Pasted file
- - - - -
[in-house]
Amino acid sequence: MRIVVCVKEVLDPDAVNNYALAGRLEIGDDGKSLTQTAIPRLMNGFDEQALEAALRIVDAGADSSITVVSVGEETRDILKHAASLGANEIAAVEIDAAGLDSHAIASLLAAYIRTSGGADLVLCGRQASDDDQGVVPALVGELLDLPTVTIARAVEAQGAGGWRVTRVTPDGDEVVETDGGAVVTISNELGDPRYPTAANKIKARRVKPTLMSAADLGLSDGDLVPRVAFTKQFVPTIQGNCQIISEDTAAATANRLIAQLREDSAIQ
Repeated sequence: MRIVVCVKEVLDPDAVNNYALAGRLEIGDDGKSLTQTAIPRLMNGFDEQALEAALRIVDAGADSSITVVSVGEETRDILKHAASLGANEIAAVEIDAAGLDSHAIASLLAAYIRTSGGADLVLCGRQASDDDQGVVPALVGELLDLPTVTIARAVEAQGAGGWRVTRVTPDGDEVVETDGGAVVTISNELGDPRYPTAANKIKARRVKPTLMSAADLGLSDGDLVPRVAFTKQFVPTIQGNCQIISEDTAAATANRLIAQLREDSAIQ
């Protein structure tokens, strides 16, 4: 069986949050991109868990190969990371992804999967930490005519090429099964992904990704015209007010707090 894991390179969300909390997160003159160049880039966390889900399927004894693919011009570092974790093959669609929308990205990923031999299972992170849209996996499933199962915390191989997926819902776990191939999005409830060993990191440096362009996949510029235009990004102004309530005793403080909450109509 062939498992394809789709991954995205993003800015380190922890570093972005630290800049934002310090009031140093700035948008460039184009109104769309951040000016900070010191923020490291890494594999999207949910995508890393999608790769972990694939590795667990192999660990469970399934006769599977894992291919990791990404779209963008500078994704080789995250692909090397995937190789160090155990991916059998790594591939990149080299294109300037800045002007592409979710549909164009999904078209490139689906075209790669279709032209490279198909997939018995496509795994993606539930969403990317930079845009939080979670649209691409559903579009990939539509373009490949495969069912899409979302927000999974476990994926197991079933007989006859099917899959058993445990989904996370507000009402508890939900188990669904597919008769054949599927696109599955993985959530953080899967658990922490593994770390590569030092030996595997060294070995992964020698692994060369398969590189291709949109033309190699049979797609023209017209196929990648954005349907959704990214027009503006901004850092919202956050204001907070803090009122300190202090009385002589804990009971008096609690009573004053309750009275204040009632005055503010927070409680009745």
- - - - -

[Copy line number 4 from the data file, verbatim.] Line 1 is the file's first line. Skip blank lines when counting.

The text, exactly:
């Protein structure tokens, strides 16, 4: 069986949050991109868990190969990371992804999967930490005519090429099964992904990704015209007010707090 894991390179969300909390997160003159160049880039966390889900399927004894693919011009570092974790093959669609929308990205990923031999299972992170849209996996499933199962915390191989997926819902776990191939999005409830060993990191440096362009996949510029235009990004102004309530005793403080909450109509 062939498992394809789709991954995205993003800015380190922890570093972005630290800049934002310090009031140093700035948008460039184009109104769309951040000016900070010191923020490291890494594999999207949910995508890393999608790769972990694939590795667990192999660990469970399934006769599977894992291919990791990404779209963008500078994704080789995250692909090397995937190789160090155990991916059998790594591939990149080299294109300037800045002007592409979710549909164009999904078209490139689906075209790669279709032209490279198909997939018995496509795994993606539930969403990317930079845009939080979670649209691409559903579009990939539509373009490949495969069912899409979302927000999974476990994926197991079933007989006859099917899959058993445990989904996370507000009402508890939900188990669904597919008769054949599927696109599955993985959530953080899967658990922490593994770390590569030092030996595997060294070995992964020698692994060369398969590189291709949109033309190699049979797609023209017209196929990648954005349907959704990214027009503006901004850092919202956050204001907070803090009122300190202090009385002589804990009971008096609690009573004053309750009275204040009632005055503010927070409680009745």